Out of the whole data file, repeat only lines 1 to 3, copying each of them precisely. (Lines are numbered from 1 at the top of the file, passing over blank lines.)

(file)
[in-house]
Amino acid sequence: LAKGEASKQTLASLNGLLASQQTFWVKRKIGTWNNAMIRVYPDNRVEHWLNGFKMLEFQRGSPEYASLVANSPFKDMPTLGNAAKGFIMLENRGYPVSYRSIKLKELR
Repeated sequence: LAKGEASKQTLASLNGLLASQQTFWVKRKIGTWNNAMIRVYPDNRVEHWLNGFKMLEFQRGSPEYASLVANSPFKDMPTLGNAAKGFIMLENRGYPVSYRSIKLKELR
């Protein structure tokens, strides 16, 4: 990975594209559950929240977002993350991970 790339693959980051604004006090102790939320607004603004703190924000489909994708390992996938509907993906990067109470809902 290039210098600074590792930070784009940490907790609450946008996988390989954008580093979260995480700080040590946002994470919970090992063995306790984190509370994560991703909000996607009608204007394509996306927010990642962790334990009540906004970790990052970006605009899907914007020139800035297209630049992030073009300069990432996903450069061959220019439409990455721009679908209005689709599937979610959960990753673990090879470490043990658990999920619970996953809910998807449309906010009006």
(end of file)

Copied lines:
[in-house]
Amino acid sequence: LAKGEASKQTLASLNGLLASQQTFWVKRKIGTWNNAMIRVYPDNRVEHWLNGFKMLEFQRGSPEYASLVANSPFKDMPTLGNAAKGFIMLENRGYPVSYRSIKLKELR
Repeated sequence: LAKGEASKQTLASLNGLLASQQTFWVKRKIGTWNNAMIRVYPDNRVEHWLNGFKMLEFQRGSPEYASLVANSPFKDMPTLGNAAKGFIMLENRGYPVSYRSIKLKELR